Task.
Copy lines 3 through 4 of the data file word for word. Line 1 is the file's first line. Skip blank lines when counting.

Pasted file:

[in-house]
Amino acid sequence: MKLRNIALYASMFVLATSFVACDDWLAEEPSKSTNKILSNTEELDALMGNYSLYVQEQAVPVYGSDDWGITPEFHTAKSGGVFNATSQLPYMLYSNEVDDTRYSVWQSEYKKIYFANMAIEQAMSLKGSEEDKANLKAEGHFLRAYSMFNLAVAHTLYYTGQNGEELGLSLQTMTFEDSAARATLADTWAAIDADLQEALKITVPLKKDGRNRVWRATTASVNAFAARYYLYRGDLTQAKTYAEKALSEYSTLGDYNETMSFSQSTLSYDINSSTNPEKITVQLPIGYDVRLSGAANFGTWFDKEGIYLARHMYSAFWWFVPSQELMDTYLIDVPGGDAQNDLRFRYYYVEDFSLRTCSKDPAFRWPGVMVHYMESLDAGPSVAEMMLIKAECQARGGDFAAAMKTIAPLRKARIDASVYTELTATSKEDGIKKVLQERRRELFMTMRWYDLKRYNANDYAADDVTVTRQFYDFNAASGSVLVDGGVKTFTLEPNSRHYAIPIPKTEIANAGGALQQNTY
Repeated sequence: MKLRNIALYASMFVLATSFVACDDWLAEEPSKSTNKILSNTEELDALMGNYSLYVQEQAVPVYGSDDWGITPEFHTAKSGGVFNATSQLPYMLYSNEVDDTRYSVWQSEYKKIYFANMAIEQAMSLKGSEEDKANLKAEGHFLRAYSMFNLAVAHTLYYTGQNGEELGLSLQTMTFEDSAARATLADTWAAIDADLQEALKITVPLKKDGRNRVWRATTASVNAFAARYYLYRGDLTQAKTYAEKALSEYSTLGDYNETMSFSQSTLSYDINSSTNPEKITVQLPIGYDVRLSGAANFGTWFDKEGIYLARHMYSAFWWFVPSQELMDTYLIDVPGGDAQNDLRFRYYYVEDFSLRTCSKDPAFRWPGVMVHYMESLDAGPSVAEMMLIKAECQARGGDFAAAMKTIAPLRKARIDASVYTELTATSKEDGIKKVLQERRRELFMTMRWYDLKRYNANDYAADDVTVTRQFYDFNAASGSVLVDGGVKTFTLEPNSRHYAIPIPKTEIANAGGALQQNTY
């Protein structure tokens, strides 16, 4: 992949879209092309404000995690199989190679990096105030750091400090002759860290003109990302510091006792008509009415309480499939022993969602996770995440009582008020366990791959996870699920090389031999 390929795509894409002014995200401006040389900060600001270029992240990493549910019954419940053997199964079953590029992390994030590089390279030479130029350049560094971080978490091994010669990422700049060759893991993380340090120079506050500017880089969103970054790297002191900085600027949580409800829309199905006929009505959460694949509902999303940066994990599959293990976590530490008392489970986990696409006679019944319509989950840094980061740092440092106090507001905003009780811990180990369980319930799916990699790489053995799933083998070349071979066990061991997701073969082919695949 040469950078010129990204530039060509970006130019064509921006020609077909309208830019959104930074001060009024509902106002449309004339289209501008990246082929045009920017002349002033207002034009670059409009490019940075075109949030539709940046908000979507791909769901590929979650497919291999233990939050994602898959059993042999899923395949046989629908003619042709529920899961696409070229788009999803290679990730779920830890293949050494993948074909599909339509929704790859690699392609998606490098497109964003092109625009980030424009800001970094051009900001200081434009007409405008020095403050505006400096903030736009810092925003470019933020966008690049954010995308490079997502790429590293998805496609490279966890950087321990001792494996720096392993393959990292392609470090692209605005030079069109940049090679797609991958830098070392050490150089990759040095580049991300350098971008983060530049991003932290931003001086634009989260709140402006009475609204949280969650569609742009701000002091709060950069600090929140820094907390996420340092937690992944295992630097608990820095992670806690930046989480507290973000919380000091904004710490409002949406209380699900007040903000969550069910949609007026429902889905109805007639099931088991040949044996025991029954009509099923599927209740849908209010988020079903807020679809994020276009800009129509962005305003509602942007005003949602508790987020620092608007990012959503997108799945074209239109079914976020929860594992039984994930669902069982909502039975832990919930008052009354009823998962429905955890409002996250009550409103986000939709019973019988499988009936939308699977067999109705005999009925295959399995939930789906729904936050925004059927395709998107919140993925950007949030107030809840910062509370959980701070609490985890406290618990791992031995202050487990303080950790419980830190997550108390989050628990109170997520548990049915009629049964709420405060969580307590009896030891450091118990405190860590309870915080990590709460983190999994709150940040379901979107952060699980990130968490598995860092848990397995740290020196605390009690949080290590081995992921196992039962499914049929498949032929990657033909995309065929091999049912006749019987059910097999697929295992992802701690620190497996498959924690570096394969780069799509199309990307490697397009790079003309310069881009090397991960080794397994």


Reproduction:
Repeated sequence: MKLRNIALYASMFVLATSFVACDDWLAEEPSKSTNKILSNTEELDALMGNYSLYVQEQAVPVYGSDDWGITPEFHTAKSGGVFNATSQLPYMLYSNEVDDTRYSVWQSEYKKIYFANMAIEQAMSLKGSEEDKANLKAEGHFLRAYSMFNLAVAHTLYYTGQNGEELGLSLQTMTFEDSAARATLADTWAAIDADLQEALKITVPLKKDGRNRVWRATTASVNAFAARYYLYRGDLTQAKTYAEKALSEYSTLGDYNETMSFSQSTLSYDINSSTNPEKITVQLPIGYDVRLSGAANFGTWFDKEGIYLARHMYSAFWWFVPSQELMDTYLIDVPGGDAQNDLRFRYYYVEDFSLRTCSKDPAFRWPGVMVHYMESLDAGPSVAEMMLIKAECQARGGDFAAAMKTIAPLRKARIDASVYTELTATSKEDGIKKVLQERRRELFMTMRWYDLKRYNANDYAADDVTVTRQFYDFNAASGSVLVDGGVKTFTLEPNSRHYAIPIPKTEIANAGGALQQNTY
């Protein structure tokens, strides 16, 4: 992949879209092309404000995690199989190679990096105030750091400090002759860290003109990302510091006792008509009415309480499939022993969602996770995440009582008020366990791959996870699920090389031999 390929795509894409002014995200401006040389900060600001270029992240990493549910019954419940053997199964079953590029992390994030590089390279030479130029350049560094971080978490091994010669990422700049060759893991993380340090120079506050500017880089969103970054790297002191900085600027949580409800829309199905006929009505959460694949509902999303940066994990599959293990976590530490008392489970986990696409006679019944319509989950840094980061740092440092106090507001905003009780811990180990369980319930799916990699790489053995799933083998070349071979066990061991997701073969082919695949 040469950078010129990204530039060509970006130019064509921006020609077909309208830019959104930074001060009024509902106002449309004339289209501008990246082929045009920017002349002033207002034009670059409009490019940075075109949030539709940046908000979507791909769901590929979650497919291999233990939050994602898959059993042999899923395949046989629908003619042709529920899961696409070229788009999803290679990730779920830890293949050494993948074909599909339509929704790859690699392609998606490098497109964003092109625009980030424009800001970094051009900001200081434009007409405008020095403050505006400096903030736009810092925003470019933020966008690049954010995308490079997502790429590293998805496609490279966890950087321990001792494996720096392993393959990292392609470090692209605005030079069109940049090679797609991958830098070392050490150089990759040095580049991300350098971008983060530049991003932290931003001086634009989260709140402006009475609204949280969650569609742009701000002091709060950069600090929140820094907390996420340092937690992944295992630097608990820095992670806690930046989480507290973000919380000091904004710490409002949406209380699900007040903000969550069910949609007026429902889905109805007639099931088991040949044996025991029954009509099923599927209740849908209010988020079903807020679809994020276009800009129509962005305003509602942007005003949602508790987020620092608007990012959503997108799945074209239109079914976020929860594992039984994930669902069982909502039975832990919930008052009354009823998962429905955890409002996250009550409103986000939709019973019988499988009936939308699977067999109705005999009925295959399995939930789906729904936050925004059927395709998107919140993925950007949030107030809840910062509370959980701070609490985890406290618990791992031995202050487990303080950790419980830190997550108390989050628990109170997520548990049915009629049964709420405060969580307590009896030891450091118990405190860590309870915080990590709460983190999994709150940040379901979107952060699980990130968490598995860092848990397995740290020196605390009690949080290590081995992921196992039962499914049929498949032929990657033909995309065929091999049912006749019987059910097999697929295992992802701690620190497996498959924690570096394969780069799509199309990307490697397009790079003309310069881009090397991960080794397994």